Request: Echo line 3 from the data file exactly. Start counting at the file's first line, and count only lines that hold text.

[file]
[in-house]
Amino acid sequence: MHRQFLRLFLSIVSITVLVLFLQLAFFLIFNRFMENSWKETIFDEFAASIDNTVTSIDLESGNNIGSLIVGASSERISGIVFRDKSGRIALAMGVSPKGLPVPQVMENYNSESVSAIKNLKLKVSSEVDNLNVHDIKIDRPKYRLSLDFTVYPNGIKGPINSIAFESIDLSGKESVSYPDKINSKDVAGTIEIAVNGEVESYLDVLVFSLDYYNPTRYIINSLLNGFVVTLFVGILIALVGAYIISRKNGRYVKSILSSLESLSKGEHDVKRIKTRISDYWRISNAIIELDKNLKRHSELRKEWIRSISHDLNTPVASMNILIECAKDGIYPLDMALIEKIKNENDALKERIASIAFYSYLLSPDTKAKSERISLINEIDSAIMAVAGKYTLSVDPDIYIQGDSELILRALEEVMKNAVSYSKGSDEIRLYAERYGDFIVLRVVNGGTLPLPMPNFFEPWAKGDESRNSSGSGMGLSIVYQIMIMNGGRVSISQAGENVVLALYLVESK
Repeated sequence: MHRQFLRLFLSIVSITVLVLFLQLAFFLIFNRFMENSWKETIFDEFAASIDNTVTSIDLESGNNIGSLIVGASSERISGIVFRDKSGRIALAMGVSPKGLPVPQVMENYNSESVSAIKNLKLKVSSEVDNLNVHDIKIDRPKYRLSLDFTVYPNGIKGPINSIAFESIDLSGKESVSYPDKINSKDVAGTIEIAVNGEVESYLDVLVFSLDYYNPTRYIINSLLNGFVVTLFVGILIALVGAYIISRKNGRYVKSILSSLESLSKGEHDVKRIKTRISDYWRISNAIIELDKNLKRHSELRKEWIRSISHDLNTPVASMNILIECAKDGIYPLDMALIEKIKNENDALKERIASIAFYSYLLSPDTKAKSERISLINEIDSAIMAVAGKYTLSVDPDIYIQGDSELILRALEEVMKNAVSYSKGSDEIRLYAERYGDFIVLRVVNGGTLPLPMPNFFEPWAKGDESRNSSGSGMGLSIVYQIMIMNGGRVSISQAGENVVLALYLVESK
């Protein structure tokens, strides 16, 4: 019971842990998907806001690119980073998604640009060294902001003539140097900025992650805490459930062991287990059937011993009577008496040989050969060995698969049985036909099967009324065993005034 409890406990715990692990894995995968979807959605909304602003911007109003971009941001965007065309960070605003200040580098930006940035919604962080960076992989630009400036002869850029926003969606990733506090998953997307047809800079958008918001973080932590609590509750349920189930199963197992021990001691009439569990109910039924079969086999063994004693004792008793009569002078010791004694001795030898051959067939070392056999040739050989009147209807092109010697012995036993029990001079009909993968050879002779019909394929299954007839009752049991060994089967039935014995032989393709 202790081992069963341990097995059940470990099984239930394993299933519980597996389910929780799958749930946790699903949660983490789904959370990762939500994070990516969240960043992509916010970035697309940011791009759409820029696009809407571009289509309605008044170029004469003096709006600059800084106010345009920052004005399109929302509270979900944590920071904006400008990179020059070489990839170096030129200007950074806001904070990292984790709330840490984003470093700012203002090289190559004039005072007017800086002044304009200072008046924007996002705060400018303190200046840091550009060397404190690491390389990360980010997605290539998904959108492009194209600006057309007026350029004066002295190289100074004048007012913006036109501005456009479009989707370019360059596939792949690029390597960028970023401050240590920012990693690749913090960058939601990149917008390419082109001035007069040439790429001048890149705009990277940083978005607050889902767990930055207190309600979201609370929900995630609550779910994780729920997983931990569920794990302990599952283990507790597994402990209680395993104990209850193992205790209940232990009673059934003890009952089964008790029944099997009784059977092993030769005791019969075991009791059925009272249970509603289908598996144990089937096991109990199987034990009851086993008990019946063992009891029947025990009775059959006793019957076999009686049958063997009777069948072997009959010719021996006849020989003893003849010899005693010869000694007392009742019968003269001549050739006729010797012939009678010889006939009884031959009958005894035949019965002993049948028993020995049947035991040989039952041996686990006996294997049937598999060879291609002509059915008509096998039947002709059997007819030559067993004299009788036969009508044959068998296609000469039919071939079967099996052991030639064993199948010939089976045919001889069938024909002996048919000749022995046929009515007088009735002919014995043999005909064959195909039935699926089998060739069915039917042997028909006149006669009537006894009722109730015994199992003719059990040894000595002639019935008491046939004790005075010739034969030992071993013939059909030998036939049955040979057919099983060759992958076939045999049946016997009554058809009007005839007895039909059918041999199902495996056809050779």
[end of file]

Repeated sequence: MHRQFLRLFLSIVSITVLVLFLQLAFFLIFNRFMENSWKETIFDEFAASIDNTVTSIDLESGNNIGSLIVGASSERISGIVFRDKSGRIALAMGVSPKGLPVPQVMENYNSESVSAIKNLKLKVSSEVDNLNVHDIKIDRPKYRLSLDFTVYPNGIKGPINSIAFESIDLSGKESVSYPDKINSKDVAGTIEIAVNGEVESYLDVLVFSLDYYNPTRYIINSLLNGFVVTLFVGILIALVGAYIISRKNGRYVKSILSSLESLSKGEHDVKRIKTRISDYWRISNAIIELDKNLKRHSELRKEWIRSISHDLNTPVASMNILIECAKDGIYPLDMALIEKIKNENDALKERIASIAFYSYLLSPDTKAKSERISLINEIDSAIMAVAGKYTLSVDPDIYIQGDSELILRALEEVMKNAVSYSKGSDEIRLYAERYGDFIVLRVVNGGTLPLPMPNFFEPWAKGDESRNSSGSGMGLSIVYQIMIMNGGRVSISQAGENVVLALYLVESK